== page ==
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Shuojia's Original Project at


Using the IPUMPS data set, Shuojia observed:

  1. There is an upward trend with more women taking a share of STEM jobs.
  2. Gender was shown to yeild statistically significant findings in terms of:
  • unemployment - women were more unemployed, gap at 0.5%
  • pay gap - women were paid less, gap at 30%
  • job satifaction - women were less satisfied, gap at 1%
  1. Salary was predictable, with size of employer and degree as contributing variables. Location was not available.
  2. Job Field was predictable, with major and degree level as contributing variables.


Thank you for sharing your project with us. It was a great topic with many variables of interest, which clearly engaged all of us in discussion. We like how you thought to ask how the analysis could be used afterward, such as use by college or by Linked in, and how this thinking led to two models, one to predict salary and one to predict career path. We appreciate that you thought about the location as an important angle, even though it wasn’t available in the data. We found it to be an inspiring project.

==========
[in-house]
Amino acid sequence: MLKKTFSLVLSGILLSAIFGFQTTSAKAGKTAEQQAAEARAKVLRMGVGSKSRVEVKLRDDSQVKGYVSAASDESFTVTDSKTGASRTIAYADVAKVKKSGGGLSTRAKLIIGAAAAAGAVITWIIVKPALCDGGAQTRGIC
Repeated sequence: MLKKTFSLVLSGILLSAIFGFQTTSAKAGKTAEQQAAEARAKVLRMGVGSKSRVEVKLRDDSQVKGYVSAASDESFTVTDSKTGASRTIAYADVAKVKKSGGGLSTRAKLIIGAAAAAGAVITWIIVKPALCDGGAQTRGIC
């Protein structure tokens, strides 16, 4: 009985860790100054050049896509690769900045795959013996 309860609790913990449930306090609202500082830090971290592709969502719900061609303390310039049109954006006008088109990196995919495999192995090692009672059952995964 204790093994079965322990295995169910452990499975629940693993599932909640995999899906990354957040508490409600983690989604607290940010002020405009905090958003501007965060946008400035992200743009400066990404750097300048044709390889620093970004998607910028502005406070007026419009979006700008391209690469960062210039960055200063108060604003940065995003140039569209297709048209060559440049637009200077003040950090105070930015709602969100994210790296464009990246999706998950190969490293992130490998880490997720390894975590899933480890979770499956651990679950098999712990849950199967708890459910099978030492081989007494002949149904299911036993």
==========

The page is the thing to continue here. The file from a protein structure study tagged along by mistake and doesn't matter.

Please put your name by a question to claim it, create a separate file to answer, and post the link Feel free to add more questions

  1. What is statisticians' definition of unemployment, more clearly? You don't have work? You have given up on looking for work?
  2. Higher-degreed people tend to marry one another; perhaps whoever gets the job first "wins", allowing the other more flexibility in employment.
  3. What colors should we use for the genders in data visualizations?
  4. Data sets that disambiguate masters' degrees as well as batchelors and PhDs... do we have them?
  5. When we plot the gender dimensions on a time series, how do we explain the ups and downs? How does the late-2008 financial crisis appear?
  6. How do the national averages for all women compare to STEM women?
  7. How is contract work reflected in the data?
  8. How are STEM crossovers described? Some non-STEM major go to work in STEM-adjacent jobs (e.g., Shannon)
  9. What is the process behind the collection of a givin data set? Is it a snapshot of a person at a certain junction? Is the subject followed later?
  10. Is the gender pay gap at entry level, and/or later down the road?
  11. For a given dataset, what is the date of the latest record? How fresh is the data, and does it matter?
  12. Does a given data set include management levels?
  13. Wait, if the gender is so influential, how did it play out in the predictive models?


For inspiration on additional variables of interest, read The Book of Why by Judea Pearl, pp. 304-316: in a case of gender discrimination, no discrimination was found when the variable of interest was Department. But when an additional variable of interest, State of Residence was illuminated, discrimination was more obvious.

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